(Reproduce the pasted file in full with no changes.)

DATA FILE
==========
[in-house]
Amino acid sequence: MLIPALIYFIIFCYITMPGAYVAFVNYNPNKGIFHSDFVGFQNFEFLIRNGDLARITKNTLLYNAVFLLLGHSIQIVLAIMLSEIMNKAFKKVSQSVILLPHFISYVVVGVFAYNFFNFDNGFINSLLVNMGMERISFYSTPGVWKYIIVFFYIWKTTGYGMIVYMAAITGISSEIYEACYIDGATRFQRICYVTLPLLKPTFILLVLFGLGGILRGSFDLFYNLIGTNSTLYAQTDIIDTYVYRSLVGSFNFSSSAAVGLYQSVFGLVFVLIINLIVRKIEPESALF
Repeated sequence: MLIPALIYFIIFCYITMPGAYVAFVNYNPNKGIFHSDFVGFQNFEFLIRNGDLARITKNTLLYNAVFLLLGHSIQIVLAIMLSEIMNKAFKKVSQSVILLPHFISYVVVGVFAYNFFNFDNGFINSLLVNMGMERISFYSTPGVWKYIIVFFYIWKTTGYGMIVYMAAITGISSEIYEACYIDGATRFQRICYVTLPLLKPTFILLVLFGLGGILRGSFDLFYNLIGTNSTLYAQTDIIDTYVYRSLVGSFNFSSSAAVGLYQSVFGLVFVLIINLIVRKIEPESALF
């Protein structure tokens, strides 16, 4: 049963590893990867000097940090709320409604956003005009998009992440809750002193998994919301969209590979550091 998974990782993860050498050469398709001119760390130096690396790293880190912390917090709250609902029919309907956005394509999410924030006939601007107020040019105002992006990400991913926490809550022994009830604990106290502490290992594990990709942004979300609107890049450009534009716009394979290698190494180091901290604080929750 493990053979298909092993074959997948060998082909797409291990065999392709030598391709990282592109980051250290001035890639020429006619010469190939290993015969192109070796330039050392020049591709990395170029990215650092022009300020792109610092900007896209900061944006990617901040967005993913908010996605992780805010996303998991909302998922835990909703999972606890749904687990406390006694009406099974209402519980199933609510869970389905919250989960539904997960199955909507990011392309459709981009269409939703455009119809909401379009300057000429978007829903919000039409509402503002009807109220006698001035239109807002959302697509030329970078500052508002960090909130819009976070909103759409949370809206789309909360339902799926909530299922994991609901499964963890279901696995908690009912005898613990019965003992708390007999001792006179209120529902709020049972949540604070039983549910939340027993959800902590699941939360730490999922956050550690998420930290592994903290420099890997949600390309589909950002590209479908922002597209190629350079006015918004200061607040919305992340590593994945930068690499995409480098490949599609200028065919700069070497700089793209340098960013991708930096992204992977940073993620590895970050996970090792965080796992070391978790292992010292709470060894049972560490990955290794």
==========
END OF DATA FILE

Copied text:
[in-house]
Amino acid sequence: MLIPALIYFIIFCYITMPGAYVAFVNYNPNKGIFHSDFVGFQNFEFLIRNGDLARITKNTLLYNAVFLLLGHSIQIVLAIMLSEIMNKAFKKVSQSVILLPHFISYVVVGVFAYNFFNFDNGFINSLLVNMGMERISFYSTPGVWKYIIVFFYIWKTTGYGMIVYMAAITGISSEIYEACYIDGATRFQRICYVTLPLLKPTFILLVLFGLGGILRGSFDLFYNLIGTNSTLYAQTDIIDTYVYRSLVGSFNFSSSAAVGLYQSVFGLVFVLIINLIVRKIEPESALF
Repeated sequence: MLIPALIYFIIFCYITMPGAYVAFVNYNPNKGIFHSDFVGFQNFEFLIRNGDLARITKNTLLYNAVFLLLGHSIQIVLAIMLSEIMNKAFKKVSQSVILLPHFISYVVVGVFAYNFFNFDNGFINSLLVNMGMERISFYSTPGVWKYIIVFFYIWKTTGYGMIVYMAAITGISSEIYEACYIDGATRFQRICYVTLPLLKPTFILLVLFGLGGILRGSFDLFYNLIGTNSTLYAQTDIIDTYVYRSLVGSFNFSSSAAVGLYQSVFGLVFVLIINLIVRKIEPESALF
């Protein structure tokens, strides 16, 4: 049963590893990867000097940090709320409604956003005009998009992440809750002193998994919301969209590979550091 998974990782993860050498050469398709001119760390130096690396790293880190912390917090709250609902029919309907956005394509999410924030006939601007107020040019105002992006990400991913926490809550022994009830604990106290502490290992594990990709942004979300609107890049450009534009716009394979290698190494180091901290604080929750 493990053979298909092993074959997948060998082909797409291990065999392709030598391709990282592109980051250290001035890639020429006619010469190939290993015969192109070796330039050392020049591709990395170029990215650092022009300020792109610092900007896209900061944006990617901040967005993913908010996605992780805010996303998991909302998922835990909703999972606890749904687990406390006694009406099974209402519980199933609510869970389905919250989960539904997960199955909507990011392309459709981009269409939703455009119809909401379009300057000429978007829903919000039409509402503002009807109220006698001035239109807002959302697509030329970078500052508002960090909130819009976070909103759409949370809206789309909360339902799926909530299922994991609901499964963890279901696995908690009912005898613990019965003992708390007999001792006179209120529902709020049972949540604070039983549910939340027993959800902590699941939360730490999922956050550690998420930290592994903290420099890997949600390309589909950002590209479908922002597209190629350079006015918004200061607040919305992340590593994945930068690499995409480098490949599609200028065919700069070497700089793209340098960013991708930096992204992977940073993620590895970050996970090792965080796992070391978790292992010292709470060894049972560490990955290794």